Green spaces here, green spaces there, green spaces everywhere…
This walk will simply amaze you for its incredible amount of green spaces. It is hard to believe you are close to the centre of the country’s capital, rambling through just about every type of green space imaginable.
- Distance: 11.5 km (7.2 miles)
- Height Change: 72 metres
- Typical time: 2 ¾ hours
- Start: Finsbury Park Café (N4 2NQ)
- Finish: Alexandra Palace Station (N22 7ST)
- Terrain: Parkland Walk can be muddy, so wear appropriate footwear
|Parks, gardens, squares, cemeteries||Finsbury Park, Parkland Walk, Waterlow Park, Highgate Cemetery, Hampstead Heath, Highgate Woods, Alexandra Park|
|Rivers, canals, lakes||Highgate Ponds, River Fleet, New River|
|Stunning cityscape||Kenwood House, Alexandra Palace|
|Ancient Buildings & Structures (pre-1714)||Lauderdale House (from 16th C), Kenwood House (from the 17th C)|
|Georgian (1714-1836)||Highgate High St|
|Victorian & Edwardian (1837-1918)||Highgate Cemetery (1839), Alexandra Palace (1873)|
|Modern (post-1918)||Cholmeley Lodge (1934), Holly Lodge Estate (1920s)|
|Great ‘Pit Stops’||Kenwood Café, Lauderdale Café, Highgate Woods Café, The Grove Café @ Alexandra Park|
|Quirky Shopping||Highgate High St|
|Places to visit||Highgate Cemetery, Kenwood House|
|Popular annual festivals & events||Wireless Festival @ Finsbury Park (July); Alexandra Summer Festival (July)|
Some famous Highgate inhabitants: Rod Stewart (pop star), Andrew Marvel (poet), Samuel Taylor Coleridge (poet), JB Priestley (writer), Douglas Adams (author of The Hitchhiker’s Guide To The Galaxy), Michael Faraday (physicist), Sir Ralph Richardson (actor), George Eliot (novelist), Max Wall (comedian) Christina Rossetti (poet) , Stella Gibbons (novelist), Kate Moss (model), George Michael (singer)…the list could go on.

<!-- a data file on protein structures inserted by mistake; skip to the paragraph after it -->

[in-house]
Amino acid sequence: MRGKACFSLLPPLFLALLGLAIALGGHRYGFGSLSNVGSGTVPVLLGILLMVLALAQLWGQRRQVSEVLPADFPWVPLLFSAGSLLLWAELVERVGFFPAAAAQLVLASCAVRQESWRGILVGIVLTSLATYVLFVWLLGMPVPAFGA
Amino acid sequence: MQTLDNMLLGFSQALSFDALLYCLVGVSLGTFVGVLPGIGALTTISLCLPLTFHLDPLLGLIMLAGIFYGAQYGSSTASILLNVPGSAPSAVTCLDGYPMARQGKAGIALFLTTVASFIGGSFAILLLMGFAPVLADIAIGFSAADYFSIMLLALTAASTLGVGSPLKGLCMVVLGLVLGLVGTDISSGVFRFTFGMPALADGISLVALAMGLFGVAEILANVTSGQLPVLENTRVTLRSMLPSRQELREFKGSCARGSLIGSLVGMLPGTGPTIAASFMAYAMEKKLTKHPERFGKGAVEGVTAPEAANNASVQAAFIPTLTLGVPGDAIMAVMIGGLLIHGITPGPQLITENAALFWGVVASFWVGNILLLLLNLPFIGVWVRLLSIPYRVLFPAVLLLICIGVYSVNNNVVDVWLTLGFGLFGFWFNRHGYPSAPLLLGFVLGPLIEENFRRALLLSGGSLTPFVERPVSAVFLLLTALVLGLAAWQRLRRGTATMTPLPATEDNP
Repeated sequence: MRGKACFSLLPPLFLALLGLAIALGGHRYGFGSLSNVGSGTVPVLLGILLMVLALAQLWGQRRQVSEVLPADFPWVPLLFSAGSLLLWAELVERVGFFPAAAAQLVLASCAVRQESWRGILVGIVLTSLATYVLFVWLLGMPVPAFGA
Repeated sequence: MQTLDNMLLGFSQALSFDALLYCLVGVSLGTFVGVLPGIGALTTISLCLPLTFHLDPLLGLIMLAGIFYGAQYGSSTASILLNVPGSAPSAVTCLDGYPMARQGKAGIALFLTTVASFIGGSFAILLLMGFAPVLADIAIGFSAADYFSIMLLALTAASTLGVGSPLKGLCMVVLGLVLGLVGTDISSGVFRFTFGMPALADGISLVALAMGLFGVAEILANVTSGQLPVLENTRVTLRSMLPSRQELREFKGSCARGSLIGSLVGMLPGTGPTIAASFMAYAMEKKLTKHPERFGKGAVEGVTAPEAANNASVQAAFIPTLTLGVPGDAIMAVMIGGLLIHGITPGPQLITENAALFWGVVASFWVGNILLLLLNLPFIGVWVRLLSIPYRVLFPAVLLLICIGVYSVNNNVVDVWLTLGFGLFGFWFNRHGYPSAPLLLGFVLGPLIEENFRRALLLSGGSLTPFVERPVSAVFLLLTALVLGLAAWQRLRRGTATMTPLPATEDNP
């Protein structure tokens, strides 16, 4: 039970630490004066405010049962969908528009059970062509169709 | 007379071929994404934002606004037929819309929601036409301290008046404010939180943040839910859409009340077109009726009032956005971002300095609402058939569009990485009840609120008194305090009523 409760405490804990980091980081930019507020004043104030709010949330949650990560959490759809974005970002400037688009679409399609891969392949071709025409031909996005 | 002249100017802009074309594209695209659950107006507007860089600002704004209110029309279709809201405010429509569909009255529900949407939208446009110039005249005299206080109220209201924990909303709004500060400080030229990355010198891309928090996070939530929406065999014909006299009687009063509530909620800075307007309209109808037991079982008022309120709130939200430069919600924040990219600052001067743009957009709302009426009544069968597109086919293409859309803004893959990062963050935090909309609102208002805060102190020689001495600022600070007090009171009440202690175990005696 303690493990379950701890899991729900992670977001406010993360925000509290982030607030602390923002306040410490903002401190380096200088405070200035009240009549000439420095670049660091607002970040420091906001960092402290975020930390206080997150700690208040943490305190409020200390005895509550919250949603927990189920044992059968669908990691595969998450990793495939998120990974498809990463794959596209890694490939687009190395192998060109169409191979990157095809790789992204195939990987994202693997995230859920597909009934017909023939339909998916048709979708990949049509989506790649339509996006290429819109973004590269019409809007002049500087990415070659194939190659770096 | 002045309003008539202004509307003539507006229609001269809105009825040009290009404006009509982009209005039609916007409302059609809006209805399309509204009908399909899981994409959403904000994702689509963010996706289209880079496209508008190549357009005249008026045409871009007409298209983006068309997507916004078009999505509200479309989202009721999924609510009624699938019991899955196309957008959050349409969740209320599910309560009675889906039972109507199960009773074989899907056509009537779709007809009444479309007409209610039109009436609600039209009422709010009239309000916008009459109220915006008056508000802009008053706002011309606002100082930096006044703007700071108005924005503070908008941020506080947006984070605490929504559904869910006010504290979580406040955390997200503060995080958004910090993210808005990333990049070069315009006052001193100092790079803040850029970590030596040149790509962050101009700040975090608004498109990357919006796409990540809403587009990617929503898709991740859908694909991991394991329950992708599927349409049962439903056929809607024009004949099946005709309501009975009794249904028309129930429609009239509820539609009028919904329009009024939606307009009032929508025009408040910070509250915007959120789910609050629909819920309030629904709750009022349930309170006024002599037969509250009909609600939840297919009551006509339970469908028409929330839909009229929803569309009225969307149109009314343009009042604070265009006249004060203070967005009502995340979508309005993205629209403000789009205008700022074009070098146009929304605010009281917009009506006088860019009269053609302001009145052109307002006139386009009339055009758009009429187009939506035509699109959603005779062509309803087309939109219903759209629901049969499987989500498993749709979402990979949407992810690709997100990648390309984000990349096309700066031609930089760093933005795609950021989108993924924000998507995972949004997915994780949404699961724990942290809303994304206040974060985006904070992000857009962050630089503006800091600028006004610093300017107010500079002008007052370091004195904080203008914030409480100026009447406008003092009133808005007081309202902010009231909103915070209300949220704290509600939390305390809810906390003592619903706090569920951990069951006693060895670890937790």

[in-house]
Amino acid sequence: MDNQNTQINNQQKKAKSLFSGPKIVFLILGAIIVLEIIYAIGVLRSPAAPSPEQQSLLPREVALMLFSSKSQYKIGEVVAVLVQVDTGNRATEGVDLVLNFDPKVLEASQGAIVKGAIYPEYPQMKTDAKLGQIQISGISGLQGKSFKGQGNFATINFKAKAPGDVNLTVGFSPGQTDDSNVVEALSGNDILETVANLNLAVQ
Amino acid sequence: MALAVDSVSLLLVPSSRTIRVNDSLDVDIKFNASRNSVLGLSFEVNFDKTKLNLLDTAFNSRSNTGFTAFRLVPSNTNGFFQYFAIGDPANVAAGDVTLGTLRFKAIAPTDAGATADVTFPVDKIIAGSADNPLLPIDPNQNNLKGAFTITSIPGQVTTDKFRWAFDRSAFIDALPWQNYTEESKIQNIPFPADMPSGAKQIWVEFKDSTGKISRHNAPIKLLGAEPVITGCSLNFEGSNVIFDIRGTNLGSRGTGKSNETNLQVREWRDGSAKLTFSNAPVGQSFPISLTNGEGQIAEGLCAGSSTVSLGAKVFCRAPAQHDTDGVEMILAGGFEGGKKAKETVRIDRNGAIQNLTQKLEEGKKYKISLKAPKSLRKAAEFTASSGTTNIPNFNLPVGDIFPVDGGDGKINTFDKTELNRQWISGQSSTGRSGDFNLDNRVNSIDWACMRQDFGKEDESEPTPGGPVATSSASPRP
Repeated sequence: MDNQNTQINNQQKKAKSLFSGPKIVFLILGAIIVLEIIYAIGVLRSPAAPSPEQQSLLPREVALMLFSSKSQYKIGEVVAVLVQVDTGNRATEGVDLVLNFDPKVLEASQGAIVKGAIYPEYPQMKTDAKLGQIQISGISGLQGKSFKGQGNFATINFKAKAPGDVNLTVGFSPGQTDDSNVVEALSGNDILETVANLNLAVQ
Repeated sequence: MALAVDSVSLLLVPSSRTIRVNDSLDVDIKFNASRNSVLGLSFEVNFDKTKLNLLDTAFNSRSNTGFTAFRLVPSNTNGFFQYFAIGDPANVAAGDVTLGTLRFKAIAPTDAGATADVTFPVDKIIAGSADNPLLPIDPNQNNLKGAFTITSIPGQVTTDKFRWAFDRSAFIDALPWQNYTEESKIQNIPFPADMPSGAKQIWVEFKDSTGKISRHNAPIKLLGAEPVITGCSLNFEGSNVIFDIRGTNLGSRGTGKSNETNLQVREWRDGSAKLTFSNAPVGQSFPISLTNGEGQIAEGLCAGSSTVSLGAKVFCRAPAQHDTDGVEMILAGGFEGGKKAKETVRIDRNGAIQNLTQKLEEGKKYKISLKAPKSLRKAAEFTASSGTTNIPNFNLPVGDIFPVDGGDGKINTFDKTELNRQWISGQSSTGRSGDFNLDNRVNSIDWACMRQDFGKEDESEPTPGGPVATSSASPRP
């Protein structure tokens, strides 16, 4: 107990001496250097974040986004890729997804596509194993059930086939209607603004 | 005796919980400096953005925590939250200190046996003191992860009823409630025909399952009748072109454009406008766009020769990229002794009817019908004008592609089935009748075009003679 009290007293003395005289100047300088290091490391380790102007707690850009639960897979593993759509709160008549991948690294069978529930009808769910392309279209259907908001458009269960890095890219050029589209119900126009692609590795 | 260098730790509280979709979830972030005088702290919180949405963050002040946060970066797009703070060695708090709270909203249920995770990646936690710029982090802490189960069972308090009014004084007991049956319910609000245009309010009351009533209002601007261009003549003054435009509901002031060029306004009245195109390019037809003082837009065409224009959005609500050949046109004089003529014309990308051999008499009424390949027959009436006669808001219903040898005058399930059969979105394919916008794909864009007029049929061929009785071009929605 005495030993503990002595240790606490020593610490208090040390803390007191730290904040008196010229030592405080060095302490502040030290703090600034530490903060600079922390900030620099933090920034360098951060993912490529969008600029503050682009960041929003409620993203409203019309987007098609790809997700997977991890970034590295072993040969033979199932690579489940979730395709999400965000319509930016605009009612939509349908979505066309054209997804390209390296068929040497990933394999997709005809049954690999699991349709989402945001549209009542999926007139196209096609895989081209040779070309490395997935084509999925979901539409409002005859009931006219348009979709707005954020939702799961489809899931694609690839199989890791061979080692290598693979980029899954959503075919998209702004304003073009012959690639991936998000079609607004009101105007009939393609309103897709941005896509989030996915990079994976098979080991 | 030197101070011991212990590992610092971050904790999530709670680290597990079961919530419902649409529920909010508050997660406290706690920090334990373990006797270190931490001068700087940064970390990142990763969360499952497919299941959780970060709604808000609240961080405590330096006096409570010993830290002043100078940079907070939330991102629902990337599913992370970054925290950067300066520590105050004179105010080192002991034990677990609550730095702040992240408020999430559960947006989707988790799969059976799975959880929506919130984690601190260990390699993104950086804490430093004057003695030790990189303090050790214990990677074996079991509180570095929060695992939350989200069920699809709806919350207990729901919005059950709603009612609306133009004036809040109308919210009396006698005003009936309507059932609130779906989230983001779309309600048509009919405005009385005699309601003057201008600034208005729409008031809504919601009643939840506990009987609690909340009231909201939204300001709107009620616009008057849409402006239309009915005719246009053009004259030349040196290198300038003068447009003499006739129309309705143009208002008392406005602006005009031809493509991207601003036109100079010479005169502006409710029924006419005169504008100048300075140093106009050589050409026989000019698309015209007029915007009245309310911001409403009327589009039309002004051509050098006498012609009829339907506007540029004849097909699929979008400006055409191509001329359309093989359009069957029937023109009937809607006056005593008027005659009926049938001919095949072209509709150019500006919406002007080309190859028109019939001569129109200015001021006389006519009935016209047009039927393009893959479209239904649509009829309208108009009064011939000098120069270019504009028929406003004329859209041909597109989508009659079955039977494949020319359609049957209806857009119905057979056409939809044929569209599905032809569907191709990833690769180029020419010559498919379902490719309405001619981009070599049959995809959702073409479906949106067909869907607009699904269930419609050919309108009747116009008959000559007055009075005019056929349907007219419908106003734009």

Notable city architects/planners: Alexander McKenzie (Finsbury Park & Alexandra Park)
Films/TV series shot here:
Finsbury Park: Shaun of the Dead (2004)
Footage of Highgate Cemetery appears in numerous British horror films, including Taste the Blood of Dracula (1970), Tales from the Crypt (1972) and From Beyond the Grave (1974)
Highgate: Truly Madly Deeply (1990), High Hopes (1989), Dorian Gray (2009)
Alexandra Palace: A Lizard in a Woman’s Skin (1971)
Hampstead Heath: An American Werewolf in London (1981), The Monster of Highgate Ponds (1961)
Highgate Village dates back to 1354 and was originally part of the Bishop of London’s hunting estate. From the 16th century onwards, impressive houses were built along Highgate Hill; and in Georgian times the area became highly fashionable as a country retreat for wealthy City workers, a demographic it still serves today. It’s the sort of place that when you walk through it you immediately feel ’this would be a nice place to live’ with a bustling high street and very varied architecture; the only problem being that you probably can’t afford it. It has an active conservation body, the Highgate Society, to protect its character and green spaces.
Highgate Wood and the adjacent Queen’s Wood are part of a cluster of ancient woodland sites that are located within a five-kilometre radius of Highgate Village. These woods all managed to escape development and are a vestige of a past landscape that comprised a mosaic of farmland, managed woodland and enclosed estate land for hunting.
By contrast, in the area to the east of our walk – Finsbury Park – the green space was created to try and alleviate the deprivation of an impoverished part of the capital, rather than being a reason to move there in the first place. Finsbury Park was created in the mid 19th century as a ‘people’s park, to create a ‘green lung’ and an escape from the unsanitary conditions in the surrounding slums. The petition to create it read: “A park on the borders of a district so large as the borough of Finsbury, and containing a dense industrial population of nearly half a million, is universally admitted to be a public necessity.” The story of Alexandra Park is not dissimilar.